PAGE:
[And now for some of the stuff I didn’t get around to doing while I was earning a living]
Methuselah lived 900 years and posed a serious threat to the Social Security program. Okay, serious question: If Noah could live 950 years, Adam 930 and Methuselah almost 1,000, how come we can get to maybe 80 and croak? What did they know we don’t, or, more important, what was different then? Yes, I know, I’m taking those numbers literally and I don’t believe them any more than you do but, if you take the Bible literally, you do have a problem. They lived a lot longer than we do. And I won’t even mention Sarah having a baby (Isaac) when she was in her 90s. Even she laughed at that. A mathematician--and True Believer--has actually come up with a statistical explanation that to him, at least, makes sense. He is Arnold C. Mendez Jr, on Biblestudy.org, and I’m assuming he is a mathematician because he understands what a coefficient of determination is and I don’t. He is intrigued by the fact the great flood was something of a turning point and longevity was at its longest just before and after.
After the flood the earth was completely different than the earth before. There were widespread global differences. These would include changes in the climate, composition of the atmosphere, hydrologic cycle, geologic features, cosmic radiation reaching the earth, ozone concentration, ultra violet light, background radiation, genetics, diet, and a host of other subtle and/or profound chemical and physiological changes. These changes caused a rapid decline of the longevity of post flood humanity.
He came up with the formula: y=487.78exp(-0.0907x) where x represents the generation number. [I have absolutely what I have just pasted here and if it turns out to be obscene, forgive me]. After 20 generations, longevity matched reality and the decline perfectly--more or less--matched an exponential curve. He submits that’s a lot more mathematics than the alleged authors of the Bible could have known. Of course he also admits an 11% margin of error, but we’re talking metaphysics and statistics here. [And thanks to Laurie Snell and the good folks at Chance News at Dartmouth. May you live 546 years.]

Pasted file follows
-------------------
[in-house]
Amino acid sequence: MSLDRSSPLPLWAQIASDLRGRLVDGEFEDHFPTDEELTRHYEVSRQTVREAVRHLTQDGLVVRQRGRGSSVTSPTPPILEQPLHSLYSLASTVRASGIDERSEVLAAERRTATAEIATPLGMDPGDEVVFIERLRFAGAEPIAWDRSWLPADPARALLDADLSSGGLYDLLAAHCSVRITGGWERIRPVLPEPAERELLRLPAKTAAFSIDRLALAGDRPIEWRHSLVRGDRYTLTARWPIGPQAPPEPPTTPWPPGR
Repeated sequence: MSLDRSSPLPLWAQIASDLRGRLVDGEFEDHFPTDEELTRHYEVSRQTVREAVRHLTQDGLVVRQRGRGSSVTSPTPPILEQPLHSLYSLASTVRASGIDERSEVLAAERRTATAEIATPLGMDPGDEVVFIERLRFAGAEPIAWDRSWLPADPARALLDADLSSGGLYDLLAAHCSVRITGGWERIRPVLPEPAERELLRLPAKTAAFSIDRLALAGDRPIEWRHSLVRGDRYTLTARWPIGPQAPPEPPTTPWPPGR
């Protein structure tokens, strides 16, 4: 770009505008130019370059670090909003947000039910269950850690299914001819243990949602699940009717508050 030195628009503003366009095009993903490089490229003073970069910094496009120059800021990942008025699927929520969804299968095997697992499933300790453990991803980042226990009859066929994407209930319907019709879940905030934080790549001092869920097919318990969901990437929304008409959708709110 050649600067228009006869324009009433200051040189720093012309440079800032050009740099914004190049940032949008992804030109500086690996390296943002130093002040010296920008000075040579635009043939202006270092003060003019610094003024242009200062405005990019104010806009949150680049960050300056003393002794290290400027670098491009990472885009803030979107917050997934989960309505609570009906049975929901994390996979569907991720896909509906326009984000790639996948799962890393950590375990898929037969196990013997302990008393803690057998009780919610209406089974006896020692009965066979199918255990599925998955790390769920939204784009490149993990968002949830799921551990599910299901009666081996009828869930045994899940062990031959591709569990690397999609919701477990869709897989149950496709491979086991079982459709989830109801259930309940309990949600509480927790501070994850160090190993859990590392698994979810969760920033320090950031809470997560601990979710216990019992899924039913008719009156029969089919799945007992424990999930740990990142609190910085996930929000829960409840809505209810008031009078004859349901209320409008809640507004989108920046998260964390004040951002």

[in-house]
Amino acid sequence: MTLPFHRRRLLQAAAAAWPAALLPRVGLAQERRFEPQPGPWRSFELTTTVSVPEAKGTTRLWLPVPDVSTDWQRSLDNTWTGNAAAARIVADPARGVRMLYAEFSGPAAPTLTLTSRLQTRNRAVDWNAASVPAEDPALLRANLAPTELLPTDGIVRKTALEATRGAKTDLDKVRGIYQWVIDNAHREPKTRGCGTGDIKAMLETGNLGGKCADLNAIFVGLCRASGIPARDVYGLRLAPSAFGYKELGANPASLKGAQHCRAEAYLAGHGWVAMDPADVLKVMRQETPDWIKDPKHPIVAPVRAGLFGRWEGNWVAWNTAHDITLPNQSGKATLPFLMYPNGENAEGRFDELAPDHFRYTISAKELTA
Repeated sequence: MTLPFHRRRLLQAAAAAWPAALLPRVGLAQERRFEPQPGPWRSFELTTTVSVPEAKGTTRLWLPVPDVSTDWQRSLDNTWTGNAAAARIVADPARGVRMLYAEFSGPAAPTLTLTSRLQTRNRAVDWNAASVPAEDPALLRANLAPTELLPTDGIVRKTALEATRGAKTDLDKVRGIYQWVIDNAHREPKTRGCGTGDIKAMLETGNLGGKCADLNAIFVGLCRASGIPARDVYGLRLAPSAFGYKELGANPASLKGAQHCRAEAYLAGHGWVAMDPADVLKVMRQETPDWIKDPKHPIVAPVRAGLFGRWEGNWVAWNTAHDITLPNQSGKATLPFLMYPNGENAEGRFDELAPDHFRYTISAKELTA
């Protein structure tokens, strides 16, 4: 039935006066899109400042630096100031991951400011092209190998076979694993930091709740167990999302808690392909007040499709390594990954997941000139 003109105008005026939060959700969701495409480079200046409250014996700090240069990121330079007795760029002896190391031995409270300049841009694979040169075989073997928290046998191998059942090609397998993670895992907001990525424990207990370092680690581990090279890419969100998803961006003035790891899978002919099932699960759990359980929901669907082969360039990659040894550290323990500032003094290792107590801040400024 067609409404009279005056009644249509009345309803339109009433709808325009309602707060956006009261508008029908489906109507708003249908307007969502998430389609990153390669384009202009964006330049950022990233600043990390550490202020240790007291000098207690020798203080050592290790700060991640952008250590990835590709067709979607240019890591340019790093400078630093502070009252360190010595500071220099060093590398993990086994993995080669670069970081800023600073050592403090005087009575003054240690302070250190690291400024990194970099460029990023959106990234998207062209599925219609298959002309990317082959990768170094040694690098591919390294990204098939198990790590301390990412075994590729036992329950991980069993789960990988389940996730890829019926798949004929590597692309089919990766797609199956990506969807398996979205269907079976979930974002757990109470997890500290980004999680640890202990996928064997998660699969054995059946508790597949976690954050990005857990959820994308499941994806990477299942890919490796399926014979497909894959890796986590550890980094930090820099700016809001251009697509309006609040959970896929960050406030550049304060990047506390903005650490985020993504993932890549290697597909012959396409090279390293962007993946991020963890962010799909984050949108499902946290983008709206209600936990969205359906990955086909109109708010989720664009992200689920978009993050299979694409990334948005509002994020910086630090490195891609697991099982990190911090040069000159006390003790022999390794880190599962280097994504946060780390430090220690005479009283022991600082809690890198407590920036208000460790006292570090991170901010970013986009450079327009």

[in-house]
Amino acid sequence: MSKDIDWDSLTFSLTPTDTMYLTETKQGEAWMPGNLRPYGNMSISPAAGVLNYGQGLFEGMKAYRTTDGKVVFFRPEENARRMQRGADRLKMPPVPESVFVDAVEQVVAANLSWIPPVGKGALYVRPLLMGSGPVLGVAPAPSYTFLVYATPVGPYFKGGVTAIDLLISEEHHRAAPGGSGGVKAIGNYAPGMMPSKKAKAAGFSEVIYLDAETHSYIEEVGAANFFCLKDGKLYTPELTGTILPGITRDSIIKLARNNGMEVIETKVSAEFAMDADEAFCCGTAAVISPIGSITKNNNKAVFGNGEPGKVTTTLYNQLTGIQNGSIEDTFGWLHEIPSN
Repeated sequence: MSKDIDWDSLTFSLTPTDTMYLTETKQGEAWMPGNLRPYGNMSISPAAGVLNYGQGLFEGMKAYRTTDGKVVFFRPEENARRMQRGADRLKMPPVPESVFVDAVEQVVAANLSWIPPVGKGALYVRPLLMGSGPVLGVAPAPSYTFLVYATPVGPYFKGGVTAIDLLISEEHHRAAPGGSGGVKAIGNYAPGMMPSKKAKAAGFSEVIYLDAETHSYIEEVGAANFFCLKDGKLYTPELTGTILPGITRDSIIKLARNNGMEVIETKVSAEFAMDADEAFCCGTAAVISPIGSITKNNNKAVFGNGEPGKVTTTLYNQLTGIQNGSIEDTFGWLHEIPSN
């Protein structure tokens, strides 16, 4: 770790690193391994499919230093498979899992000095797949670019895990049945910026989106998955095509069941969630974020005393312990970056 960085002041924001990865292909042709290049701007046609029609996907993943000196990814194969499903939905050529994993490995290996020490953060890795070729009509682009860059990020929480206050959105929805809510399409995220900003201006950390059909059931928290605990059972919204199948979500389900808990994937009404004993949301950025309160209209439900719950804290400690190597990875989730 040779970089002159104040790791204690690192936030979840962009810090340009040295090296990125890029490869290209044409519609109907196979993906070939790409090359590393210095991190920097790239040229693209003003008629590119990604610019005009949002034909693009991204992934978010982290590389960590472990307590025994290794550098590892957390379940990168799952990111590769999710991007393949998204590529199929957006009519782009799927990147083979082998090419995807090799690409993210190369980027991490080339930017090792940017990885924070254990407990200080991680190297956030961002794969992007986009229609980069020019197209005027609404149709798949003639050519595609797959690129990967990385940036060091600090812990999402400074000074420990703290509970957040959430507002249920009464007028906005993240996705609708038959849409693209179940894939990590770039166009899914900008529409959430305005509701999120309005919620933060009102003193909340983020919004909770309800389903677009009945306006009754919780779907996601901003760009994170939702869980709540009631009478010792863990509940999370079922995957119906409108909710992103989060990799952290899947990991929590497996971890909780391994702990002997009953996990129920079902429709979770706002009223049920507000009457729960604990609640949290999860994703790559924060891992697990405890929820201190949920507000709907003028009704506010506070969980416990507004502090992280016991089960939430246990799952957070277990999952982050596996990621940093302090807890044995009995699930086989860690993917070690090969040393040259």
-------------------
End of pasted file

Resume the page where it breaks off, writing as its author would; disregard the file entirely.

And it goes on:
We still have the best medicine in the world and--oh my--is that a baby crying? Can't be Latvia--Just below I did my screed on health care and people who argue against “socialized” medicine. I pointed out that the claim that we already have the best medical care in the world is nonsense and not a valid argument against universal insurance. New data supports my claim. It turns out we rank on the bottom of the list for the survival rate of newborns. We are down there with Hungary, Poland, Slovakia and Malta. If it make you feel better, Latvia has it worse. We have a death rate of 5 per 1,000 babies born. Almost 30 other countries do better. Vietnam and Colombia had the best record. They all have universal health care. You know all those people falling through the cracks in our harebrained system? Well, most of them are babies.
[Cartoon from www.twainquotes.com, chart from the AP]